LOS ANGELES, March. 4 (Xinhua) -- "The Shape of Water," a drama film directed by Mexican filmmaker Guillermo del Toro, took home the top prize at the 90th Academy Awards here on Sunday.
In addition to best picture, the film won the Oscars for directing, original score and production design.
On stage, del Toro said in the acceptance speech: "I want to dedicate this to every young filmmaker, the youth that is showing us how things are done."
Set in Baltimore in 1962, the plot follows a mute custodian at a high-security government laboratory who falls in love with a captured humanoid-amphibian creature.
A mature, yet childlike love story, "The Shape of Water" is based on an idea del Toro had as a boy when he first saw the 1950s cult creature classic "Creature of the Black Lagoon." It's taken him almost 50 years to bring it to the screen.
"The Shape of Water" has made a big splash since its release starting from Dec. 1.
Made for only 19 million U.S. dollars, the movie has grossed 126 million dollars worldwide to date.
Perfect World Pictures, a China-based diversified entertainment company, also won big at the 90th Academy Awards.
Bankrolled by the Beijing-based company, "Darkest Hour" and "Phantom Thread" won the Oscars for Best Actor ("Darkest Hour"), Best Makeup & Hairstyling ("Darkest Hour") and Best Costume Design ("Phantom Thread").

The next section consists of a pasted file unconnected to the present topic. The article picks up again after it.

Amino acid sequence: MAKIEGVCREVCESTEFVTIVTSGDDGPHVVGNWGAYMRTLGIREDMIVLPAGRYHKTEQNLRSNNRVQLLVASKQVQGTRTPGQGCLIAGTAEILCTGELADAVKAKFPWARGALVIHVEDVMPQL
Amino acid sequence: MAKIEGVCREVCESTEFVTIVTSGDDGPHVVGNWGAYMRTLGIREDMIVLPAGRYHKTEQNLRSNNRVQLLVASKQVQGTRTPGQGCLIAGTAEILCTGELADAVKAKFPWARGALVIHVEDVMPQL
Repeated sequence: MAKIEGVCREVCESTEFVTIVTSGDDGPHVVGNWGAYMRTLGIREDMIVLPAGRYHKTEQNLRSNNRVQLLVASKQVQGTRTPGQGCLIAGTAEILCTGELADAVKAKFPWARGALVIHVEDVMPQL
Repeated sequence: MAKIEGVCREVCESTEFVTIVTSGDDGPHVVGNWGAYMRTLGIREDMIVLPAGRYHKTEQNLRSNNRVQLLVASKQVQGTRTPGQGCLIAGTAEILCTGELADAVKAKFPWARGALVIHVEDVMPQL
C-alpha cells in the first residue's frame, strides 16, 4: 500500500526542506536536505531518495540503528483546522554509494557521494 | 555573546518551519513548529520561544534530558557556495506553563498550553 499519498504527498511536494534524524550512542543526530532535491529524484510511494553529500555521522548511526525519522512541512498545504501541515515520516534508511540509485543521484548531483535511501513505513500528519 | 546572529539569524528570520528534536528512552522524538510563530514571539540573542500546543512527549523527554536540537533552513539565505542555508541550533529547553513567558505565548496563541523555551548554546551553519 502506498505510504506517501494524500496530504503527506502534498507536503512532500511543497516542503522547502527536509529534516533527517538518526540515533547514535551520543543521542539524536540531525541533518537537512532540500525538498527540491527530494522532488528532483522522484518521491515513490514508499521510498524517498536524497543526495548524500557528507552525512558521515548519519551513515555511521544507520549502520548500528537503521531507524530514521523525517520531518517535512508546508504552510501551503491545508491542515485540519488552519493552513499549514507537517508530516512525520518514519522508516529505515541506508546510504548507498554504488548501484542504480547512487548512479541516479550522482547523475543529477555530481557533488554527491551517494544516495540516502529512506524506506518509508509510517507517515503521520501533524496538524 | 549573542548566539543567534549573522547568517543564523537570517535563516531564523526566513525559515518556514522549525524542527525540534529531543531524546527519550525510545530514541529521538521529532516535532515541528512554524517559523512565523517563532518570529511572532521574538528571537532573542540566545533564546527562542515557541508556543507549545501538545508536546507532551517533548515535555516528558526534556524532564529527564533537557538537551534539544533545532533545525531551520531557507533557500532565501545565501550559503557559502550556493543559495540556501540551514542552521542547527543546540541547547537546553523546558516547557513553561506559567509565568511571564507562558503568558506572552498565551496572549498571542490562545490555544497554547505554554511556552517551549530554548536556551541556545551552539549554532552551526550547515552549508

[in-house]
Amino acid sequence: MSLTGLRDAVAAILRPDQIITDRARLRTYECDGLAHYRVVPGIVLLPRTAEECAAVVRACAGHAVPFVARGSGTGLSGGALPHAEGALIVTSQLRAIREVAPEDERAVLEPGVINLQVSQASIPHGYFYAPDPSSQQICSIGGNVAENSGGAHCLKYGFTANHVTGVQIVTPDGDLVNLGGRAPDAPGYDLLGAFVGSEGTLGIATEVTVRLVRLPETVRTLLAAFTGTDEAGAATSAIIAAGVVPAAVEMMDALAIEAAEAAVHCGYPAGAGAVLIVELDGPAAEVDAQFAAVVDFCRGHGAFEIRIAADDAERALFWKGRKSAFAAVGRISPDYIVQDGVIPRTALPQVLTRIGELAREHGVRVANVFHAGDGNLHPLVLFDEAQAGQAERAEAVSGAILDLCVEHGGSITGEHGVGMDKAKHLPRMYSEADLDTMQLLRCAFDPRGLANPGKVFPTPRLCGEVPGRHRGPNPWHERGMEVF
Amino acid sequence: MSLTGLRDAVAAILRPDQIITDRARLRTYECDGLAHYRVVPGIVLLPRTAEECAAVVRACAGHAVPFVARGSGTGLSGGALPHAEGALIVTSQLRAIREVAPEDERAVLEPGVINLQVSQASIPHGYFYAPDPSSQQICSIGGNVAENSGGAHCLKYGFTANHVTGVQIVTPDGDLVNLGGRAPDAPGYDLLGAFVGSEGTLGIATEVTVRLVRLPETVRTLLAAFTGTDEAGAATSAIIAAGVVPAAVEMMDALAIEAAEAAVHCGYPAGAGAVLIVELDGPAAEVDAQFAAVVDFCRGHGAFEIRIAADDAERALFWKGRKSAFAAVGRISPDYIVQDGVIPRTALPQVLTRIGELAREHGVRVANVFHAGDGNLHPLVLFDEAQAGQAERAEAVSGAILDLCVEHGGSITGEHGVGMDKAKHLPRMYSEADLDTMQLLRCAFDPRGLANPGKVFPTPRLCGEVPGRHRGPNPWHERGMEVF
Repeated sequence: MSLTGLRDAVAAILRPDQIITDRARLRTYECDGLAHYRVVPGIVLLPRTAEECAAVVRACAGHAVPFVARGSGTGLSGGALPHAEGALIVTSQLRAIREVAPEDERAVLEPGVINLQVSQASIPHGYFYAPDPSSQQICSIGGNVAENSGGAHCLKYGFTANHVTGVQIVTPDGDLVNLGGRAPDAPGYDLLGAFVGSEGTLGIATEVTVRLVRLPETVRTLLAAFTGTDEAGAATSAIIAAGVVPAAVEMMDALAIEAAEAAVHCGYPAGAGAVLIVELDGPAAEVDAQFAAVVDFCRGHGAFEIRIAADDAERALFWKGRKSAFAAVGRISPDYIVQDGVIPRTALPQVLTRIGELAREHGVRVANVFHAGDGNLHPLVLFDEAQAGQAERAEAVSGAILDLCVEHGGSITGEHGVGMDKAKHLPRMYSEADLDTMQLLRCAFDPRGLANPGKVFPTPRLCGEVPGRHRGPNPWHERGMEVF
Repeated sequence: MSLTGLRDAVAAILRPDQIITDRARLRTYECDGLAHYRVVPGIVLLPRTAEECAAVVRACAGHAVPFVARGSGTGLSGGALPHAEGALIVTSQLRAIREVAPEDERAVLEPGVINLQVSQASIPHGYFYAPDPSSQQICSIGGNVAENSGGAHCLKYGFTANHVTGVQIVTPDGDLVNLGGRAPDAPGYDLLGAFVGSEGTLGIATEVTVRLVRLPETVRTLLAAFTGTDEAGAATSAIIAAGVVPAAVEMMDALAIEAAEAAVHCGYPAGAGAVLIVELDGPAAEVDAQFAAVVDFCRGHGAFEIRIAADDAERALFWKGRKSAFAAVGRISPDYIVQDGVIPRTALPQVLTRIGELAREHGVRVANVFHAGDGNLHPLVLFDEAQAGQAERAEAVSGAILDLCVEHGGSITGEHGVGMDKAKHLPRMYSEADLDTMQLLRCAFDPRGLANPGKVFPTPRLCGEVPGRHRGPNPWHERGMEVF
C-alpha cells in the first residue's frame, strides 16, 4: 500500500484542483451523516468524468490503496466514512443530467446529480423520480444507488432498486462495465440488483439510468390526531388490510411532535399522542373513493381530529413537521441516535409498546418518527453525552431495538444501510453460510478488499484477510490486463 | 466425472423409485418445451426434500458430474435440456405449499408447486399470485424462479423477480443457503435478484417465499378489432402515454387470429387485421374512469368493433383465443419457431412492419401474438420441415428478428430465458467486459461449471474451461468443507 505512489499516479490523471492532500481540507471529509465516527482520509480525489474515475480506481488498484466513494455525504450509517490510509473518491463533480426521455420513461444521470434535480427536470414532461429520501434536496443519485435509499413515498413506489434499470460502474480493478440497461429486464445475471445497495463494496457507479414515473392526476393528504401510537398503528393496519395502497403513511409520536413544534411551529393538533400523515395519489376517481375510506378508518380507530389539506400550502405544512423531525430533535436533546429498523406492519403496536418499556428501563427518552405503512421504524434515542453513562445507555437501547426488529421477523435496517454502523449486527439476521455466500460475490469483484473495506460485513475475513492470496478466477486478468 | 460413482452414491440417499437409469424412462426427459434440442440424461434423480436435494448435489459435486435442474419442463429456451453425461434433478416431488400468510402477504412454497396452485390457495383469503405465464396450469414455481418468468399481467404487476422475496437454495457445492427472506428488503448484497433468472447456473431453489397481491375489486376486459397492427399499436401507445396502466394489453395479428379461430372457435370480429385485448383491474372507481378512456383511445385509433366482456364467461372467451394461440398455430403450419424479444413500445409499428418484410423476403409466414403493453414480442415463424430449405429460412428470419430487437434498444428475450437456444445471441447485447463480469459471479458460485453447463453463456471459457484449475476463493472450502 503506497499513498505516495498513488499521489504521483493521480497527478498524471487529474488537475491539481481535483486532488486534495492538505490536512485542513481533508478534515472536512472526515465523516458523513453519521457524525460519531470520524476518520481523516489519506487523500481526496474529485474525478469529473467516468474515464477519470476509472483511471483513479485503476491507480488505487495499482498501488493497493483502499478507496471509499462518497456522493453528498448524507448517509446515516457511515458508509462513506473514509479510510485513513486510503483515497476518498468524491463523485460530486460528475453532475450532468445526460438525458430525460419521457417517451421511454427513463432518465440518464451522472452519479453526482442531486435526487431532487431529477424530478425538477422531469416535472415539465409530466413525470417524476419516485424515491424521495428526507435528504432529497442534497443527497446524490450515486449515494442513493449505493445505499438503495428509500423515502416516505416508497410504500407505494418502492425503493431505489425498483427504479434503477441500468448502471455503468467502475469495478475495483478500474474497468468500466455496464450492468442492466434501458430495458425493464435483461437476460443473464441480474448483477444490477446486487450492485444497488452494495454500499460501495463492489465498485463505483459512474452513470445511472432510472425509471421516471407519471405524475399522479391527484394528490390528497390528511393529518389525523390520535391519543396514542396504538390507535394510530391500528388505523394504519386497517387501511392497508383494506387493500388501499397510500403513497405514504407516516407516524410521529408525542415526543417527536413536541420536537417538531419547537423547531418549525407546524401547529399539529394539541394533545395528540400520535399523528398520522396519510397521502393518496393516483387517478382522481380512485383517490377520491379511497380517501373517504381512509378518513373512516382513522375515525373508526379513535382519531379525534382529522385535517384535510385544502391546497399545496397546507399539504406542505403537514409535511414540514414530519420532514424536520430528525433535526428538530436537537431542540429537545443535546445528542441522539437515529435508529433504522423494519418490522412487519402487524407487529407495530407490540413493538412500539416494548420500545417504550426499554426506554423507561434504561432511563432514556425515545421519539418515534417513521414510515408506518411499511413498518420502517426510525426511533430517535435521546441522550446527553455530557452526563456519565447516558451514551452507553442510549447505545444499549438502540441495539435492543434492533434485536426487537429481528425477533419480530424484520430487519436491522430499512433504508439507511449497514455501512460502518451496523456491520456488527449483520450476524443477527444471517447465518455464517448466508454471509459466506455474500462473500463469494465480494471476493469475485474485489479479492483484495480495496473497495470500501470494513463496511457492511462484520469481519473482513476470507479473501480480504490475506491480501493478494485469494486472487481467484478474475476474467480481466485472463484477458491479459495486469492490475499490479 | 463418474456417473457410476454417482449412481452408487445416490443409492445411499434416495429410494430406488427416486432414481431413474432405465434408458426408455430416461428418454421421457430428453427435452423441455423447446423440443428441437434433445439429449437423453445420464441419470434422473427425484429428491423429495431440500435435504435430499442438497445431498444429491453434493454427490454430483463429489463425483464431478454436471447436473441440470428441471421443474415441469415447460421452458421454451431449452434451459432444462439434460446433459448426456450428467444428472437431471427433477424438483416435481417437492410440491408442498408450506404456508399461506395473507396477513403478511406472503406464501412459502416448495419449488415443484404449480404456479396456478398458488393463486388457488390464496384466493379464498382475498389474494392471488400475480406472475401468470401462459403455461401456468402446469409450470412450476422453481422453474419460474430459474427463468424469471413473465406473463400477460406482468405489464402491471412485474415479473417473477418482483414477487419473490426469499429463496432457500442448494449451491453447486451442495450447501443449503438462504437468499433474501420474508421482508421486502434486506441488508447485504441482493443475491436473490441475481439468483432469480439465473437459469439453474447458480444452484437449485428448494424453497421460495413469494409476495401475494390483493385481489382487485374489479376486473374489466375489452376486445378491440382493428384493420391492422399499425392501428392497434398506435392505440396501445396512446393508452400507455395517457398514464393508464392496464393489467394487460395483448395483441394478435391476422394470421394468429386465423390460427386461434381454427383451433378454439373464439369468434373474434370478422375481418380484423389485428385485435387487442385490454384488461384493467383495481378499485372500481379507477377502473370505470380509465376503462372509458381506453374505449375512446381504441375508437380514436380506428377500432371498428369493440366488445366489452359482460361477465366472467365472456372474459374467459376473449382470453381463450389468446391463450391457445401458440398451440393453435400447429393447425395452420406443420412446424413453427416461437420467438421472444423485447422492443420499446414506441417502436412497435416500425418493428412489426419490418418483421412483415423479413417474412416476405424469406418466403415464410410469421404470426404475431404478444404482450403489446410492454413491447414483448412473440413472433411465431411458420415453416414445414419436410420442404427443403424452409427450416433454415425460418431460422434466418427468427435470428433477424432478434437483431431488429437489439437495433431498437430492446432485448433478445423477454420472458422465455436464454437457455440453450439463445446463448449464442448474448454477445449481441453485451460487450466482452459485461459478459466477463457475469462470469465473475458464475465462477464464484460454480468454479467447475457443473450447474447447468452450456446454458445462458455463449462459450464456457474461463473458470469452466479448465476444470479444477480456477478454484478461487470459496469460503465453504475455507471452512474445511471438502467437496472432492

Gary Oldman, 59, won the Best Actor for "Darkest Hour." The English actor's phenomenal performance as Winston Churchill made a strong impression on the audience.
In his acceptance speech, Oldman appeared near to tears. "The movies, such is their power, captivated a young man from South London and gave him a dream," said Oldman.
Francis McDormand won the Best Actress at the 90th Academy Awards for her role in dark comedy-drama film "Three Billboards Outside Ebbing, Missouri." It is the actress' fifth Oscar nomination and second win.
McDormand, 60, made a plea for Hollywood to tell more female stories in her acceptance speech.
"We all have stories to tell. Invite us into your offices and we'll tell you all about them," she said.
Jimmy Kimmel, who returned to host the ceremony for the second year in a row, kicked off the night with a monologue that bounced between topics from last year's best picture snafu to Harvey Weinstein's scandal and Hollywood's movements to end sexual harassment and gender inequality within their industry.
The Best Picture was presented by Warren Beatty and Faye Dunaway, who had mistakenly named La La Land the Best Picture winner on stage after they were accidentally handed the envelope for Emma Stone's Best Actress award, rather than Moonlight's winning card.
Acknowledging the fiasco in 2017, Beatty said: "It's so nice seeing you again." Dunaway added: "Presenting is lovelier second time around."